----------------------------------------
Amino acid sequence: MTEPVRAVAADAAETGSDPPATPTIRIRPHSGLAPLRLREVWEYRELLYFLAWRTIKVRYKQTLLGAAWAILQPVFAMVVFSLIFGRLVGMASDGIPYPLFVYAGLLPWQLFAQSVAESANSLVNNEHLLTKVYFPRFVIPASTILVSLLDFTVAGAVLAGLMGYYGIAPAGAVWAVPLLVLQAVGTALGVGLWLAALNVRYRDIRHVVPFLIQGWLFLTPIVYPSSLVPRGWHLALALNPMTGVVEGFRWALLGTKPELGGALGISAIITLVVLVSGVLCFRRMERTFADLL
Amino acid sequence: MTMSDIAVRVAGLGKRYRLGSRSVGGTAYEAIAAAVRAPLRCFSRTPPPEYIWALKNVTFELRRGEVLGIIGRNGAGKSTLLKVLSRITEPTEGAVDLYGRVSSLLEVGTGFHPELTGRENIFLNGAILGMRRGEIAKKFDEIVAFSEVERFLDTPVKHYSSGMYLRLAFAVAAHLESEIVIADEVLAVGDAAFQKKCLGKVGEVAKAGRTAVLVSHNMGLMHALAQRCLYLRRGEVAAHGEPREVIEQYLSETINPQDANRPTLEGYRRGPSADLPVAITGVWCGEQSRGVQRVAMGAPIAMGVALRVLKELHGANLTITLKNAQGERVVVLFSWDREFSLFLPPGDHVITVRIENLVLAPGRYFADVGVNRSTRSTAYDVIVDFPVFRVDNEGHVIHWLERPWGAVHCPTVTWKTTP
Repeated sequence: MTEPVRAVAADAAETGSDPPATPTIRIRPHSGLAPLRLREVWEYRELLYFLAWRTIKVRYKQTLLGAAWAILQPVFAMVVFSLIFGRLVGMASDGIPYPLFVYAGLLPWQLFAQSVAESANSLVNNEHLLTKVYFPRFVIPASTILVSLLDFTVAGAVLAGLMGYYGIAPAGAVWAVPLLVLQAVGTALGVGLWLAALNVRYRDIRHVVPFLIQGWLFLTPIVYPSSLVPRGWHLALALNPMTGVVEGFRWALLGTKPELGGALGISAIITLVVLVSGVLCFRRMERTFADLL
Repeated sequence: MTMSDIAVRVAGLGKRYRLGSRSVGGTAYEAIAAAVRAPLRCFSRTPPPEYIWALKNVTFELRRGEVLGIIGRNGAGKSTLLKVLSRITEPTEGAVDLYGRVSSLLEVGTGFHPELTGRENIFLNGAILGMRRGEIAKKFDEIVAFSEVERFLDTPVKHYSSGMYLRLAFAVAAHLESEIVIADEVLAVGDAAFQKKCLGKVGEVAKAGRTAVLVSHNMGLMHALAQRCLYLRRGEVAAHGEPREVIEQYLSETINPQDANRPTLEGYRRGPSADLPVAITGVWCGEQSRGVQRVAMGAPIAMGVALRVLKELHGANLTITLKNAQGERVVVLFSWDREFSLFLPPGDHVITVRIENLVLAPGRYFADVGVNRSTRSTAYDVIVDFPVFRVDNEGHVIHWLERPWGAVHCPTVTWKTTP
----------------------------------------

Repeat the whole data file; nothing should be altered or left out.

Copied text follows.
Amino acid sequence: MTEPVRAVAADAAETGSDPPATPTIRIRPHSGLAPLRLREVWEYRELLYFLAWRTIKVRYKQTLLGAAWAILQPVFAMVVFSLIFGRLVGMASDGIPYPLFVYAGLLPWQLFAQSVAESANSLVNNEHLLTKVYFPRFVIPASTILVSLLDFTVAGAVLAGLMGYYGIAPAGAVWAVPLLVLQAVGTALGVGLWLAALNVRYRDIRHVVPFLIQGWLFLTPIVYPSSLVPRGWHLALALNPMTGVVEGFRWALLGTKPELGGALGISAIITLVVLVSGVLCFRRMERTFADLL
Amino acid sequence: MTMSDIAVRVAGLGKRYRLGSRSVGGTAYEAIAAAVRAPLRCFSRTPPPEYIWALKNVTFELRRGEVLGIIGRNGAGKSTLLKVLSRITEPTEGAVDLYGRVSSLLEVGTGFHPELTGRENIFLNGAILGMRRGEIAKKFDEIVAFSEVERFLDTPVKHYSSGMYLRLAFAVAAHLESEIVIADEVLAVGDAAFQKKCLGKVGEVAKAGRTAVLVSHNMGLMHALAQRCLYLRRGEVAAHGEPREVIEQYLSETINPQDANRPTLEGYRRGPSADLPVAITGVWCGEQSRGVQRVAMGAPIAMGVALRVLKELHGANLTITLKNAQGERVVVLFSWDREFSLFLPPGDHVITVRIENLVLAPGRYFADVGVNRSTRSTAYDVIVDFPVFRVDNEGHVIHWLERPWGAVHCPTVTWKTTP
Repeated sequence: MTEPVRAVAADAAETGSDPPATPTIRIRPHSGLAPLRLREVWEYRELLYFLAWRTIKVRYKQTLLGAAWAILQPVFAMVVFSLIFGRLVGMASDGIPYPLFVYAGLLPWQLFAQSVAESANSLVNNEHLLTKVYFPRFVIPASTILVSLLDFTVAGAVLAGLMGYYGIAPAGAVWAVPLLVLQAVGTALGVGLWLAALNVRYRDIRHVVPFLIQGWLFLTPIVYPSSLVPRGWHLALALNPMTGVVEGFRWALLGTKPELGGALGISAIITLVVLVSGVLCFRRMERTFADLL
Repeated sequence: MTMSDIAVRVAGLGKRYRLGSRSVGGTAYEAIAAAVRAPLRCFSRTPPPEYIWALKNVTFELRRGEVLGIIGRNGAGKSTLLKVLSRITEPTEGAVDLYGRVSSLLEVGTGFHPELTGRENIFLNGAILGMRRGEIAKKFDEIVAFSEVERFLDTPVKHYSSGMYLRLAFAVAAHLESEIVIADEVLAVGDAAFQKKCLGKVGEVAKAGRTAVLVSHNMGLMHALAQRCLYLRRGEVAAHGEPREVIEQYLSETINPQDANRPTLEGYRRGPSADLPVAITGVWCGEQSRGVQRVAMGAPIAMGVALRVLKELHGANLTITLKNAQGERVVVLFSWDREFSLFLPPGDHVITVRIENLVLAPGRYFADVGVNRSTRSTAYDVIVDFPVFRVDNEGHVIHWLERPWGAVHCPTVTWKTTP